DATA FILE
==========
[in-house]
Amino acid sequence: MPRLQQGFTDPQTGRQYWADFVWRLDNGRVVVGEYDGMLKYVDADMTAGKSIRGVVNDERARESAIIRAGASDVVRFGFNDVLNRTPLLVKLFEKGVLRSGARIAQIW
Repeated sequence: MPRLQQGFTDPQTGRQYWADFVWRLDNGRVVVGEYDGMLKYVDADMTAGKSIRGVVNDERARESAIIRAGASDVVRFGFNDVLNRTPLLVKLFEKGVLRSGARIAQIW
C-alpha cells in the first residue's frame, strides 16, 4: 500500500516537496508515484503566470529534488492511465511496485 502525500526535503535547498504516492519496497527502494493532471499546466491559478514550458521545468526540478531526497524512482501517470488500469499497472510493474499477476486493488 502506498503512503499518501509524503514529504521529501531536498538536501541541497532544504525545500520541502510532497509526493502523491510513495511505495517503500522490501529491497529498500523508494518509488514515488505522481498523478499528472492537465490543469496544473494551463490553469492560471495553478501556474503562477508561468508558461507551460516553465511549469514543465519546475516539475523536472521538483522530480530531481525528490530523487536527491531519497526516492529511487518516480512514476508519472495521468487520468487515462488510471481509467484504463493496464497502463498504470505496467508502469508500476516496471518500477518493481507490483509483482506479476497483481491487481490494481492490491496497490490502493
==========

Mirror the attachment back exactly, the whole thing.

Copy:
[in-house]
Amino acid sequence: MPRLQQGFTDPQTGRQYWADFVWRLDNGRVVVGEYDGMLKYVDADMTAGKSIRGVVNDERARESAIIRAGASDVVRFGFNDVLNRTPLLVKLFEKGVLRSGARIAQIW
Repeated sequence: MPRLQQGFTDPQTGRQYWADFVWRLDNGRVVVGEYDGMLKYVDADMTAGKSIRGVVNDERARESAIIRAGASDVVRFGFNDVLNRTPLLVKLFEKGVLRSGARIAQIW
C-alpha cells in the first residue's frame, strides 16, 4: 500500500516537496508515484503566470529534488492511465511496485 502525500526535503535547498504516492519496497527502494493532471499546466491559478514550458521545468526540478531526497524512482501517470488500469499497472510493474499477476486493488 502506498503512503499518501509524503514529504521529501531536498538536501541541497532544504525545500520541502510532497509526493502523491510513495511505495517503500522490501529491497529498500523508494518509488514515488505522481498523478499528472492537465490543469496544473494551463490553469492560471495553478501556474503562477508561468508558461507551460516553465511549469514543465519546475516539475523536472521538483522530480530531481525528490530523487536527491531519497526516492529511487518516480512514476508519472495521468487520468487515462488510471481509467484504463493496464497502463498504470505496467508502469508500476516496471518500477518493481507490483509483482506479476497483481491487481490494481492490491496497490490502493